According to the report issued this week by the National Institute of Standards and Technology (NIST), the average IT security professional is doing the work of roughly seven people, which may account for why so many of them generally feel overwhelmed.
While most organizations don’t really appreciate the challenges IT security professionals face every day there is some cold comfort in the cybersecurity professional in The National Initiative for Cybersecurity Education (NICE) Cybersecurity Workforce Framework report published this week by NIST, an arm of the U.S. Department of Commerce tasked with among other things defining best practices for government agencies.
The report seeks to define roles within a cybersecurity team as part of an effort to help government agencies standardize on a common vernacular to be used when hiring cybersecurity professionals. While that’s undoubtedly a noble goal, the document also goes a long way to highlighting why IT security teams are always chronically understaffed.Did You Know: The average IT security professional is doing the work of roughly seven people, via @usnistgov and @mvizardClick To Tweet
The seven primary job roles are defined as follows:
Security Provision: Conceptualizes, designs, procures, and/or builds secure IT systems, with responsibility for aspects of system and/or network development.
Operate and Maintain: Provides the support, administration, and maintenance necessary to ensure effective and efficient IT system performance and security.
Oversee and Govern: Provides leadership, management, direction, or development and advocacy so the organization may effectively conduct cybersecurity work.
Protect and Defend: Identifies, analyzes, and mitigates threats to internal information technology (IT) systems and/or networks.
Analyze: Performs highly-specialized review and evaluation of incoming cybersecurity information to determine its usefulness for intelligence
Collect and Operate: Provides specialized denial and deception operations and collection of cybersecurity information that may be used to develop intelligence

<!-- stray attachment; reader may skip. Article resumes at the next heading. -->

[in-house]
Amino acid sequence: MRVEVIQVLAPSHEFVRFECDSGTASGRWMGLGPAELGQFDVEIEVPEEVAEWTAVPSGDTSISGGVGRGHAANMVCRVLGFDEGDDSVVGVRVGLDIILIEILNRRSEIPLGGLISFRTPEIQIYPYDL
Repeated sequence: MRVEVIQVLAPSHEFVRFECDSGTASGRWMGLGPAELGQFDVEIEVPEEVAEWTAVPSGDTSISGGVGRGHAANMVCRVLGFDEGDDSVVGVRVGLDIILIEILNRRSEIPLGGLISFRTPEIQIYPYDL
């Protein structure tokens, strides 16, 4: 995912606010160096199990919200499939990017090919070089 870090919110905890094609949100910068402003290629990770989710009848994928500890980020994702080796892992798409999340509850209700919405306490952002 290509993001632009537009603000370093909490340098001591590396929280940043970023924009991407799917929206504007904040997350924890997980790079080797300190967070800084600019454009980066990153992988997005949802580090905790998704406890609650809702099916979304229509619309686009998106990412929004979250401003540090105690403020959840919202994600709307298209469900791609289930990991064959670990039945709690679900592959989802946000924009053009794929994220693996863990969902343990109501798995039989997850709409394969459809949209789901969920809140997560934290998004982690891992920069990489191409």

Investigate: Investigates cybersecurity events or crimes related to information technology (IT) systems, networks, and digital evidence.
The NIST report then goes on to define 370 skills an IT security team should have and no less than 1,007 tasks that team should regularly accomplish. There’s also 63 bodies of knowledge they should have mastered as well. Naturally, most of the cybersecurity professionals working in the private sector are going to be bemused by the NIST report. After all, most of them are tasked with fulfilling all those roles every day.
But the NIST report is also instructive in that it details the scope of the IT security task at hand. To be fair the report does distribute many of these tasks across an entire IT staff. But even then, the cybersecurity tasks that need be accomplished are clearly overwhelming. It’s little wonder then why cybersecurity professionals feel like they are losing the war for cybersecurity, especially when their cries for additional staff are largely unheeded.
Cybersecurity professionals would do well to share a copy of the NIST report with senior managers if for no other reason than to justify the value they provide. Hopefully, it might even lead to some additional allocation of funding for cybersecurity staff or, at the very least, a raise or bonus or two for members of the existing staff.
Mike Vizard has covered IT for more than 25 years, and has edited or contributed to a number of tech publications including InfoWorld, eWeek, CRN, Baseline, ComputerWorld, TMCNet, and Digital Review. He currently blogs for IT Business Edge and contributes to CIOinsight, The Channel Insider, Programmableweb and Slashdot.Mike also blogs about emerging cloud technology for Intronis MSP Solutions by Barracuda.